I've been asked to open a question here, so:

  • I asked a "why" question
  • It was edited to a yes/no question
  • I edited it back
  • repeat

If a "why" question is unacceptable, why was my question edited rather than closed or deleted? Changing my question to one with different content represents me as being interested in something I'm not; representing a lie as being the truth seems to me to be directly opposite to the mission of the site.

Is it acceptable to misrepresent the original poster in this fashion?

1 Answer 1


A few points here to be made:

  • There is no misrepresentation of your contribution. The full edit history of the question is public - so your contribution is uniquely limited to what you actually wrote.

  • More in general, our content is community edited, like wikipedia. This includes asked questions. This might be unsettling for some users, but it's network policy. We need to equally respect other people's contributions.

  • On this site in particular, we encourage big, bold edits in order to salvage questions which would be closed otherwise. The advantage is that we can get more content and possibly teach new users how to ask and what to ask. The disadvantage is that sometimes users might not appreciate the edit. Our intent is based on the premise that the original poster would rather have a modified question be open, than the original question be closed. This assumption is not always right.

  • Edit wars. We should never do them. I am not saying that you did, or that someone else did, but the back-and-forth was getting dangerously nonconstructive. This is why I locked the question and brought the discussion here, where we can expand our thoughts a little bit.

  • The current version I reverted your question to, is the last one before the back-and-forth started, don't attach a particular meaning to that choice.

  • Specifically to your question, it is based on the assumption that the number of deaths is artificially high this year. We can't answer hypothetical or speculative questions, so yours is not going to work here.

It's really up to you: do you want us to fix your question, but potentially ask something different from the original intent, or should we remove the post altogether?

  • I don't see much value in it as it stands, so if it were just up to me we would remove it; but if others want it there, so be it. To your last point: no, it's based on the assumption that the number of celebrity deaths being reported is higher. It gives evidence to back up that assumption. It goes on to ask whether that's because there's an increase in deaths, and to request an explanation in either case. I think you must be looking at one of the versions that the other editors left in place.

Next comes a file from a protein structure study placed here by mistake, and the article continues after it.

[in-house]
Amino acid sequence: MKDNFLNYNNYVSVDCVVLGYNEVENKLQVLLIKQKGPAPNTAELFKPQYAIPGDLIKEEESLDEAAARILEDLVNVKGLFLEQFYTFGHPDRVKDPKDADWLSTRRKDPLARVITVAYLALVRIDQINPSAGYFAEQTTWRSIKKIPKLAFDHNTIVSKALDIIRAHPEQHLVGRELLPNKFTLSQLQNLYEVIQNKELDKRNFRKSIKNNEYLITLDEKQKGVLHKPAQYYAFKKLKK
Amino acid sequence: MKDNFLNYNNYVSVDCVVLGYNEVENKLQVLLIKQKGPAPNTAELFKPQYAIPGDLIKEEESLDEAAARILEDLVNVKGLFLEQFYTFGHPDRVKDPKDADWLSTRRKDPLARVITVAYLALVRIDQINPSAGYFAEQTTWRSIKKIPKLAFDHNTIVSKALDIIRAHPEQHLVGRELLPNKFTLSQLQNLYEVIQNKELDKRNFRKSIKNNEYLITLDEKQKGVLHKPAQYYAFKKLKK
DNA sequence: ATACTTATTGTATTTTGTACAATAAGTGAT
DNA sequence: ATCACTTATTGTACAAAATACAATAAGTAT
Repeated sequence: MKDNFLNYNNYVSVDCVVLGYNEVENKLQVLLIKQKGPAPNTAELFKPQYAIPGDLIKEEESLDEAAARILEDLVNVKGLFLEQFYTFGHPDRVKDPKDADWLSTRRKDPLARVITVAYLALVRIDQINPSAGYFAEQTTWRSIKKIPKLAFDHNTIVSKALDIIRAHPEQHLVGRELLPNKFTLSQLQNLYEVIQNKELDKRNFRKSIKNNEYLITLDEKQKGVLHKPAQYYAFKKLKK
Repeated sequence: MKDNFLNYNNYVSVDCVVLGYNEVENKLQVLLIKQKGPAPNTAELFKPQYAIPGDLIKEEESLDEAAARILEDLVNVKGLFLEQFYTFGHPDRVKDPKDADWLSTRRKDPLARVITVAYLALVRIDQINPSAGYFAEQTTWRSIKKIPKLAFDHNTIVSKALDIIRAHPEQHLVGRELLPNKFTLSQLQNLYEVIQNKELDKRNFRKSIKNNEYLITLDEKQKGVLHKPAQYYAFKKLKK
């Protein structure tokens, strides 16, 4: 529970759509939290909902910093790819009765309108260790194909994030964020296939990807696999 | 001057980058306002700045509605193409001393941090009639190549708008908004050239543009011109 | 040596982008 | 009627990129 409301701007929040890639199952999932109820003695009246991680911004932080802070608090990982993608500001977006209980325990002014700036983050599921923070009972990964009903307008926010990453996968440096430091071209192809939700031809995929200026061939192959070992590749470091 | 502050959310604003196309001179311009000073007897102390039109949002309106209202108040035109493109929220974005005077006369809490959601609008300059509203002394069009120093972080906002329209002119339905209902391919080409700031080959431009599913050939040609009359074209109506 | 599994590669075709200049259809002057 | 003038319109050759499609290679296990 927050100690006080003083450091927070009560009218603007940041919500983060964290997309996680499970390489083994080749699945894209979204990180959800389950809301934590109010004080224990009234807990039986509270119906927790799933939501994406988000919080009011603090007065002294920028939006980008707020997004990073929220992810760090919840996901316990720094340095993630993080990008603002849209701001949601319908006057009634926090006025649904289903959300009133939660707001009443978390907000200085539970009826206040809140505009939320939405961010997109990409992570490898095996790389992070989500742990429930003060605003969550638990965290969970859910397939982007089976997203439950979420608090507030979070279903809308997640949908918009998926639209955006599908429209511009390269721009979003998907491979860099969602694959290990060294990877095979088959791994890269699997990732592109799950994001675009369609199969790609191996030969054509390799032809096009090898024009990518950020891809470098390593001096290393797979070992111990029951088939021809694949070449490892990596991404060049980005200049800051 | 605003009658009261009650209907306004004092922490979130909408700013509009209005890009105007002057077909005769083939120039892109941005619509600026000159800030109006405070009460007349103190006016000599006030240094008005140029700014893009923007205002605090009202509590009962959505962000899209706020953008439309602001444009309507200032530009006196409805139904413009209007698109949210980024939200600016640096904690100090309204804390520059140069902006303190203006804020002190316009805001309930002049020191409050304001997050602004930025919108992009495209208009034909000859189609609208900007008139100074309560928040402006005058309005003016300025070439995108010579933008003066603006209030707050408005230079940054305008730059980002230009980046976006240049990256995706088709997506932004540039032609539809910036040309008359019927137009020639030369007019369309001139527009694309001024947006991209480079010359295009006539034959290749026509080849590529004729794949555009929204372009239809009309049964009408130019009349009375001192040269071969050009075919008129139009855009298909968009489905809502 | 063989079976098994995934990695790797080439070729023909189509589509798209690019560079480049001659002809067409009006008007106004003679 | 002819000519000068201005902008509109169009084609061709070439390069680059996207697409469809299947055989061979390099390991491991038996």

– Simon
    Apr 25, 2016 at 12:02
  • @Simon the number is higher, but it could be due to chance. Unless there's a statistically significant change, or an actual cause is known in the first place, it's incorrect to assume that there's something to explain.
    – Sklivvz
    Apr 25, 2016 at 12:13
  • I'm not sure I understand the distinction you're making here. What is the difference between "There is something" and "There is something to explain"?
    – Simon
    Apr 25, 2016 at 12:59
  • Your question shows that people believe there was an increase. This doesn't mean that this claim stands to scrutiny, which is what your question implies.
    – Sklivvz
    Apr 25, 2016 at 13:26
  • The claim that there has been an increase in obituaries?
    – Simon
    Apr 25, 2016 at 13:43
  • # of obituaries is highly correlated with # of deaths. This seems to be a circular argument!
    – Jamiec Mod
    Apr 25, 2016 at 16:02
  • It is a common proposal in UK papers that there are more celebrities diving this year see theguardian.com/commentisfree/2016/apr/27/… and the BBC and telegraph quotes in the question and one answer. The claim **does seem ** to stand up to scrutiny or at least needs some info to show it does not - all the published info says it is larger this year
    – mmmmmm
    Apr 27, 2016 at 8:01
  • What is the minimum and maximum number of obituaries that we would normally expect in 95% of cases? Without knowing this, or something close to this, showing an increase is an exercise in futility. If the number of celeb deaths we expect is between 50 and 120, showing that there have been 100, even if it's more than last year's 75, is not showing anything unexpected or out of the ordinary... And showing a graph comparing the first three months of each year is pure cherry picking.
    – Sklivvz
    Apr 27, 2016 at 13:40

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